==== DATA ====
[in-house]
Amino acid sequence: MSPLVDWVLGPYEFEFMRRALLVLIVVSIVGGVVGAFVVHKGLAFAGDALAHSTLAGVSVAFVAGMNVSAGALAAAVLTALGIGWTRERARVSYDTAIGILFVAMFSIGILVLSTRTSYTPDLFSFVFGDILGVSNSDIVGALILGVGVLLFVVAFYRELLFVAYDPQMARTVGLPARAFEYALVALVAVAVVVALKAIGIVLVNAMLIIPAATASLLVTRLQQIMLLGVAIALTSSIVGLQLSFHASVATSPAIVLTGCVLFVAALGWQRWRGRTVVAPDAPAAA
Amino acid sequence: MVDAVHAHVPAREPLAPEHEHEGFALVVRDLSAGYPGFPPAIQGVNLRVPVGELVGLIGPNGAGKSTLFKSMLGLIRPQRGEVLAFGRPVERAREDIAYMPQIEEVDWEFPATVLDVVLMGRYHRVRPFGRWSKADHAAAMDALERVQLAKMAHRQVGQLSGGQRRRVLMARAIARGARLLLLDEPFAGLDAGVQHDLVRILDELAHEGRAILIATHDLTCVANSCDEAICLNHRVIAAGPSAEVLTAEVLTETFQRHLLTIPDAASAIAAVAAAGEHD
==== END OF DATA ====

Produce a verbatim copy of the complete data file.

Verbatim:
[in-house]
Amino acid sequence: MSPLVDWVLGPYEFEFMRRALLVLIVVSIVGGVVGAFVVHKGLAFAGDALAHSTLAGVSVAFVAGMNVSAGALAAAVLTALGIGWTRERARVSYDTAIGILFVAMFSIGILVLSTRTSYTPDLFSFVFGDILGVSNSDIVGALILGVGVLLFVVAFYRELLFVAYDPQMARTVGLPARAFEYALVALVAVAVVVALKAIGIVLVNAMLIIPAATASLLVTRLQQIMLLGVAIALTSSIVGLQLSFHASVATSPAIVLTGCVLFVAALGWQRWRGRTVVAPDAPAAA
Amino acid sequence: MVDAVHAHVPAREPLAPEHEHEGFALVVRDLSAGYPGFPPAIQGVNLRVPVGELVGLIGPNGAGKSTLFKSMLGLIRPQRGEVLAFGRPVERAREDIAYMPQIEEVDWEFPATVLDVVLMGRYHRVRPFGRWSKADHAAAMDALERVQLAKMAHRQVGQLSGGQRRRVLMARAIARGARLLLLDEPFAGLDAGVQHDLVRILDELAHEGRAILIATHDLTCVANSCDEAICLNHRVIAAGPSAEVLTAEVLTETFQRHLLTIPDAASAIAAVAAAGEHD